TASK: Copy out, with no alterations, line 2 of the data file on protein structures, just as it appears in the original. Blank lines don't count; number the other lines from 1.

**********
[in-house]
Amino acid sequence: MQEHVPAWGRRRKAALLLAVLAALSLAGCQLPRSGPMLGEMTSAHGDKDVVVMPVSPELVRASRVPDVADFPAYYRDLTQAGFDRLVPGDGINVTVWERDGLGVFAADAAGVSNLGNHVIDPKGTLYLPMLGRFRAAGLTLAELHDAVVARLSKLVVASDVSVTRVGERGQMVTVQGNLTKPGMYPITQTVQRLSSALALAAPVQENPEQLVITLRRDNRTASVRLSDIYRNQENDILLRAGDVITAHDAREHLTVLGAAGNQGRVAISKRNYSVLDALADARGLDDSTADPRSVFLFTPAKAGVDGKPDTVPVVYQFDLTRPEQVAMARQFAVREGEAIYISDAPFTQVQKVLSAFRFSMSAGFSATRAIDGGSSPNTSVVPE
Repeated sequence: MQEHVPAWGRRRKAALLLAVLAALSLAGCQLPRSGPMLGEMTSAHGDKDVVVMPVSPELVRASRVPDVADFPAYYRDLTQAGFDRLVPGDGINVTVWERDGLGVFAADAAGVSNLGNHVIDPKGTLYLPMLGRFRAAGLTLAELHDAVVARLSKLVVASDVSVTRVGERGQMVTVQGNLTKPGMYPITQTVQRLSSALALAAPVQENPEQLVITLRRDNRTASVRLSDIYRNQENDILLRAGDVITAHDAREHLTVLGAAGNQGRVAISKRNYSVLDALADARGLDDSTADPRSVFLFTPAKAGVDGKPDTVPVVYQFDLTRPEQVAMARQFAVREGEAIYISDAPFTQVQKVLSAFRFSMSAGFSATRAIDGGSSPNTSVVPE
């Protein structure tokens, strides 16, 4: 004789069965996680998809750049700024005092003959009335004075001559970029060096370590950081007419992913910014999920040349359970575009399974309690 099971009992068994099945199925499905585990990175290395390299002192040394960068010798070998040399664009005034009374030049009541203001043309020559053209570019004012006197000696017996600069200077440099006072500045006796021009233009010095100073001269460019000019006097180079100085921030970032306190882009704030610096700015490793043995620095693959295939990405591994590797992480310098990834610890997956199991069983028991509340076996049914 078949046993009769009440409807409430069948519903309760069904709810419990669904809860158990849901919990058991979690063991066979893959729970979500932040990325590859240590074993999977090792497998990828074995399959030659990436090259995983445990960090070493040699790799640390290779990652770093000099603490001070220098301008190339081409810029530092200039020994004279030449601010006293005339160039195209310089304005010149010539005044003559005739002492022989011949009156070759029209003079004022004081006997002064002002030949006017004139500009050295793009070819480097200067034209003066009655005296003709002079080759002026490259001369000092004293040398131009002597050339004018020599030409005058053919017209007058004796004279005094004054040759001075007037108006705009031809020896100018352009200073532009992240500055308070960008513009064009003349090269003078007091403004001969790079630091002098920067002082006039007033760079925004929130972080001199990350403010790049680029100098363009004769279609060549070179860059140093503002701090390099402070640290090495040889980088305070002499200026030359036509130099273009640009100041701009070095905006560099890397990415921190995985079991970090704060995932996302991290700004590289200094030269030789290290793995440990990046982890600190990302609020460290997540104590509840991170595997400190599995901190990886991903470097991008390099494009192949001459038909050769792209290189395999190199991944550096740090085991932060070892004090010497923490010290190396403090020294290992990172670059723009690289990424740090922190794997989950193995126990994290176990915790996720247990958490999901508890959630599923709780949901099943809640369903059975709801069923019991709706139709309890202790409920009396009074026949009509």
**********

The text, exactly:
Amino acid sequence: MQEHVPAWGRRRKAALLLAVLAALSLAGCQLPRSGPMLGEMTSAHGDKDVVVMPVSPELVRASRVPDVADFPAYYRDLTQAGFDRLVPGDGINVTVWERDGLGVFAADAAGVSNLGNHVIDPKGTLYLPMLGRFRAAGLTLAELHDAVVARLSKLVVASDVSVTRVGERGQMVTVQGNLTKPGMYPITQTVQRLSSALALAAPVQENPEQLVITLRRDNRTASVRLSDIYRNQENDILLRAGDVITAHDAREHLTVLGAAGNQGRVAISKRNYSVLDALADARGLDDSTADPRSVFLFTPAKAGVDGKPDTVPVVYQFDLTRPEQVAMARQFAVREGEAIYISDAPFTQVQKVLSAFRFSMSAGFSATRAIDGGSSPNTSVVPE